Although Mahoney’s theory of ‘reform’ versus ‘radicalisation’ is applicable to Central America, the same cannot be said for North and South Korea. The growth of the democratic movement is only one part of South Korea’s democratic growth story, however it is possible to see that regime divergence often has many causes. 



Rightful resistance in India

By Lisa Day

Rightful resistance is a form of peaceful protest against the state, by popular contention, in which citizens make use of their own state’s law and judicial system to legitimately challenge rights violations by the government itself. Although rightful resistance tends to be seen as a Chinese social and legal phenomenon, these forms of protest can also be seen in other parts of the world where governments have failed to deliver their own promises. A particular case in India, which involved rightful resisters fighting for basic infrastructure to be provided in all government-run schools, was legitimized and eventually implemented by the success of resisters framing their protest around India’s Right to Education Act.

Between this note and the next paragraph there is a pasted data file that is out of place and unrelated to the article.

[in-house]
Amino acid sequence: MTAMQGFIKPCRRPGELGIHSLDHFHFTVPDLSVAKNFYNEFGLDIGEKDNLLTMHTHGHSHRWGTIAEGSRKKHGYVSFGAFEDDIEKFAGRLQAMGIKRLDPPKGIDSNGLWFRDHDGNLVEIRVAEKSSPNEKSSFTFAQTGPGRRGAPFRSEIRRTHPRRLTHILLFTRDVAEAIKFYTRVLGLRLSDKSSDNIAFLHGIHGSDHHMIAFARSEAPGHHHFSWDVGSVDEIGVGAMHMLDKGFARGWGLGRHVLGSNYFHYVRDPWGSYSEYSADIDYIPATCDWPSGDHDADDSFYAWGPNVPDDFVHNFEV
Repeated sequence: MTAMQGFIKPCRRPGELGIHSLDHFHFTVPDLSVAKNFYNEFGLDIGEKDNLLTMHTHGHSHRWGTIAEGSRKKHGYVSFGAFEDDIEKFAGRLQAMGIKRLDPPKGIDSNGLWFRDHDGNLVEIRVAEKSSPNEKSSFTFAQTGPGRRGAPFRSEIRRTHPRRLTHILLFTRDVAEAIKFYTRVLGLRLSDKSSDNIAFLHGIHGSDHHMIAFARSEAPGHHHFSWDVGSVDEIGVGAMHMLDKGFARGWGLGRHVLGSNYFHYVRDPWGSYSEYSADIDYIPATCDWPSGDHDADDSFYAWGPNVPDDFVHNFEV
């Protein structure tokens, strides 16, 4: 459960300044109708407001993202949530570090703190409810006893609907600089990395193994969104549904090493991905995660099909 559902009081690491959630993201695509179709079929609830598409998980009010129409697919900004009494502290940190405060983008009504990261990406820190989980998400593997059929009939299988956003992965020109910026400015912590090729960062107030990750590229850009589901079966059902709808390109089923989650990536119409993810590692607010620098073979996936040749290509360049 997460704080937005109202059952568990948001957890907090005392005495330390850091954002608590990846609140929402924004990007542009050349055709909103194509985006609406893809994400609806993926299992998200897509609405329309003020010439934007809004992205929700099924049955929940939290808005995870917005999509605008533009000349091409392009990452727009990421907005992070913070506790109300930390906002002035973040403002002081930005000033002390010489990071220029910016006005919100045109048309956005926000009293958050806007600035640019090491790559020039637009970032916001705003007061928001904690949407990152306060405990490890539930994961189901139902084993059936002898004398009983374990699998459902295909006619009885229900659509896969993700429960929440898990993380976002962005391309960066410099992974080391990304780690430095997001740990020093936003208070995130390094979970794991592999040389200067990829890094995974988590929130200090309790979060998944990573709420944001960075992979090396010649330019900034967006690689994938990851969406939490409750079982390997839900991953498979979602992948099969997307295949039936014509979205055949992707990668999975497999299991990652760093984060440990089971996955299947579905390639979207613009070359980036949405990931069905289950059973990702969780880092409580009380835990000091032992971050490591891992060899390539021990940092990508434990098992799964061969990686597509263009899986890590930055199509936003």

India’s Right to Education Act involves the governmental obligation to ensure that all children have access to free and compulsory education. The Environment and Consumer Protection Foundation (ECPF) had been fighting for a legislation which would ensure that governments must provide basic infrastructure in schools. These included properly functioning and separate toilet facilities for boys and girls and appropriate drinking water facilities. Around 800,000 schools were concerned to have improper infrastructure. The ECPF argued that because of this parents would not allow their children to attend these schools if they were without basic toilet and water facilities. Therefore they contended, “The right to education cannot be enjoyed unless basic infrastructure is provided by the state”. Eventually the court issued an interim order stating: "it is imperative that all schools must provide toilet facilities. Empirical researches have indicated that wherever toilet facilities are not provided in schools, parents do not send their children (particularly girls) to schools. It clearly violates the right to free and compulsory education of children guaranteed under Article 21A of the Constitution”. By 2012 it was issued that all state governments must provide “toilet facilities for boys and girls, drinking water facilities, sufficient classrooms, appointment of teaching and non-teaching staff etcetera”.